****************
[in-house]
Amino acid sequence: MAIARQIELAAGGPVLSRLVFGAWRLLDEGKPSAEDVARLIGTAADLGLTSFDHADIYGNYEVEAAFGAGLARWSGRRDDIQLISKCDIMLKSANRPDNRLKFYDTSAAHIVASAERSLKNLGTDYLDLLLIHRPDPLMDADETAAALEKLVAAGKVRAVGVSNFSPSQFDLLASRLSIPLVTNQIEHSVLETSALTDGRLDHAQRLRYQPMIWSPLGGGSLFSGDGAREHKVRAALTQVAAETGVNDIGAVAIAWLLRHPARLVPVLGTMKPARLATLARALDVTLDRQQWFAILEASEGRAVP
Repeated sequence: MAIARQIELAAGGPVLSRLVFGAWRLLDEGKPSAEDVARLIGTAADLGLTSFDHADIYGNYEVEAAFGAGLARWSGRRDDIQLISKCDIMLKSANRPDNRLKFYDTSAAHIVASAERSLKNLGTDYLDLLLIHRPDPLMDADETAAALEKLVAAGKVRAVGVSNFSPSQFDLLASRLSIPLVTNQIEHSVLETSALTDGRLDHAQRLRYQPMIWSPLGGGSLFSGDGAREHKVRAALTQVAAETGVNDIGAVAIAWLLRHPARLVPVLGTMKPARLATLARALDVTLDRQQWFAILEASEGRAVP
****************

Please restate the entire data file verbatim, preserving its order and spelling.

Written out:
[in-house]
Amino acid sequence: MAIARQIELAAGGPVLSRLVFGAWRLLDEGKPSAEDVARLIGTAADLGLTSFDHADIYGNYEVEAAFGAGLARWSGRRDDIQLISKCDIMLKSANRPDNRLKFYDTSAAHIVASAERSLKNLGTDYLDLLLIHRPDPLMDADETAAALEKLVAAGKVRAVGVSNFSPSQFDLLASRLSIPLVTNQIEHSVLETSALTDGRLDHAQRLRYQPMIWSPLGGGSLFSGDGAREHKVRAALTQVAAETGVNDIGAVAIAWLLRHPARLVPVLGTMKPARLATLARALDVTLDRQQWFAILEASEGRAVP
Repeated sequence: MAIARQIELAAGGPVLSRLVFGAWRLLDEGKPSAEDVARLIGTAADLGLTSFDHADIYGNYEVEAAFGAGLARWSGRRDDIQLISKCDIMLKSANRPDNRLKFYDTSAAHIVASAERSLKNLGTDYLDLLLIHRPDPLMDADETAAALEKLVAAGKVRAVGVSNFSPSQFDLLASRLSIPLVTNQIEHSVLETSALTDGRLDHAQRLRYQPMIWSPLGGGSLFSGDGAREHKVRAALTQVAAETGVNDIGAVAIAWLLRHPARLVPVLGTMKPARLATLARALDVTLDRQQWFAILEASEGRAVP